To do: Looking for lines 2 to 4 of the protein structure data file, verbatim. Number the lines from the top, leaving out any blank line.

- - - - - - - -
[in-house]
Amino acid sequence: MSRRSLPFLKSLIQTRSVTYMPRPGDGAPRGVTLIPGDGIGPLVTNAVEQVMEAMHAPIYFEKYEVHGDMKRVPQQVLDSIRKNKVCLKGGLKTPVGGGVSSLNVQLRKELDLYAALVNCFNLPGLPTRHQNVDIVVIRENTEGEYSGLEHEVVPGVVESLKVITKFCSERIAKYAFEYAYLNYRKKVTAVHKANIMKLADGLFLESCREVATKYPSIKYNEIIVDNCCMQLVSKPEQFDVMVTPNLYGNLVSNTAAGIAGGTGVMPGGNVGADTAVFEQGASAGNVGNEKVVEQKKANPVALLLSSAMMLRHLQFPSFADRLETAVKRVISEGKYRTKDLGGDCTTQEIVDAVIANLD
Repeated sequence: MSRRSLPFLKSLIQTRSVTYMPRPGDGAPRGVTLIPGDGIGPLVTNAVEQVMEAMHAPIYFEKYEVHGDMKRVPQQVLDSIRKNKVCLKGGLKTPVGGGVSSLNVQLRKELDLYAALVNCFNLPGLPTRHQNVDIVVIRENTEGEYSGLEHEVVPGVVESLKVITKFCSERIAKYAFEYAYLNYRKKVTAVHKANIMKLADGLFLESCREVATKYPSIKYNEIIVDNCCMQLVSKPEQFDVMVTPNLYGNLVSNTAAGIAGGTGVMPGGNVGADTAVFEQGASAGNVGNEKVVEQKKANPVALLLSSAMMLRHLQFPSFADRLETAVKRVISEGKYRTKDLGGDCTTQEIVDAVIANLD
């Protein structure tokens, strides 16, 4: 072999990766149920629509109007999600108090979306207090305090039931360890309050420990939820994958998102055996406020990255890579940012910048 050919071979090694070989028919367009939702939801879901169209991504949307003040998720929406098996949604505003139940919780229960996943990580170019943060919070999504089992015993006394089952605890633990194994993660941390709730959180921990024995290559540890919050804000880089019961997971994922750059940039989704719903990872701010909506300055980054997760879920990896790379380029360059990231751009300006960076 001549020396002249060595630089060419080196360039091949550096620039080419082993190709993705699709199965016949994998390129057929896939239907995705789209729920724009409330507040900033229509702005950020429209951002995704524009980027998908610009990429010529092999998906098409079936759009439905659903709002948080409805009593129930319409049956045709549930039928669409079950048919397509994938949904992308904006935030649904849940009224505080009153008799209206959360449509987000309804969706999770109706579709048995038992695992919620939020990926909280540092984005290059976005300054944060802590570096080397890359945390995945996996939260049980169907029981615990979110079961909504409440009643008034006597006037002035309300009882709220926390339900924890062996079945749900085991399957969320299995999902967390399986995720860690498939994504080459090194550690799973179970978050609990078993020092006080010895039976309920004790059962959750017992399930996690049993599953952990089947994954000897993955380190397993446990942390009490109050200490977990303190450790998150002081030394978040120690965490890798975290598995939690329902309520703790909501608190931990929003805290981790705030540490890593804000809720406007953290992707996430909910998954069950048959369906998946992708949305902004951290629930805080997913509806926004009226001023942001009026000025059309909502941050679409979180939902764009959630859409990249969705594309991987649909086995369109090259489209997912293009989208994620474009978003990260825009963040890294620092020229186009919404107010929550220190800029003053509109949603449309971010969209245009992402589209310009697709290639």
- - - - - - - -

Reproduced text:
Amino acid sequence: MSRRSLPFLKSLIQTRSVTYMPRPGDGAPRGVTLIPGDGIGPLVTNAVEQVMEAMHAPIYFEKYEVHGDMKRVPQQVLDSIRKNKVCLKGGLKTPVGGGVSSLNVQLRKELDLYAALVNCFNLPGLPTRHQNVDIVVIRENTEGEYSGLEHEVVPGVVESLKVITKFCSERIAKYAFEYAYLNYRKKVTAVHKANIMKLADGLFLESCREVATKYPSIKYNEIIVDNCCMQLVSKPEQFDVMVTPNLYGNLVSNTAAGIAGGTGVMPGGNVGADTAVFEQGASAGNVGNEKVVEQKKANPVALLLSSAMMLRHLQFPSFADRLETAVKRVISEGKYRTKDLGGDCTTQEIVDAVIANLD
Repeated sequence: MSRRSLPFLKSLIQTRSVTYMPRPGDGAPRGVTLIPGDGIGPLVTNAVEQVMEAMHAPIYFEKYEVHGDMKRVPQQVLDSIRKNKVCLKGGLKTPVGGGVSSLNVQLRKELDLYAALVNCFNLPGLPTRHQNVDIVVIRENTEGEYSGLEHEVVPGVVESLKVITKFCSERIAKYAFEYAYLNYRKKVTAVHKANIMKLADGLFLESCREVATKYPSIKYNEIIVDNCCMQLVSKPEQFDVMVTPNLYGNLVSNTAAGIAGGTGVMPGGNVGADTAVFEQGASAGNVGNEKVVEQKKANPVALLLSSAMMLRHLQFPSFADRLETAVKRVISEGKYRTKDLGGDCTTQEIVDAVIANLD
């Protein structure tokens, strides 16, 4: 072999990766149920629509109007999600108090979306207090305090039931360890309050420990939820994958998102055996406020990255890579940012910048 050919071979090694070989028919367009939702939801879901169209991504949307003040998720929406098996949604505003139940919780229960996943990580170019943060919070999504089992015993006394089952605890633990194994993660941390709730959180921990024995290559540890919050804000880089019961997971994922750059940039989704719903990872701010909506300055980054997760879920990896790379380029360059990231751009300006960076 001549020396002249060595630089060419080196360039091949550096620039080419082993190709993705699709199965016949994998390129057929896939239907995705789209729920724009409330507040900033229509702005950020429209951002995704524009980027998908610009990429010529092999998906098409079936759009439905659903709002948080409805009593129930319409049956045709549930039928669409079950048919397509994938949904992308904006935030649904849940009224505080009153008799209206959360449509987000309804969706999770109706579709048995038992695992919620939020990926909280540092984005290059976005300054944060802590570096080397890359945390995945996996939260049980169907029981615990979110079961909504409440009643008034006597006037002035309300009882709220926390339900924890062996079945749900085991399957969320299995999902967390399986995720860690498939994504080459090194550690799973179970978050609990078993020092006080010895039976309920004790059962959750017992399930996690049993599953952990089947994954000897993955380190397993446990942390009490109050200490977990303190450790998150002081030394978040120690965490890798975290598995939690329902309520703790909501608190931990929003805290981790705030540490890593804000809720406007953290992707996430909910998954069950048959369906998946992708949305902004951290629930805080997913509806926004009226001023942001009026000025059309909502941050679409979180939902764009959630859409990249969705594309991987649909086995369109090259489209997912293009989208994620474009978003990260825009963040890294620092020229186009919404107010929550220190800029003053509109949603449309971010969209245009992402589209310009697709290639």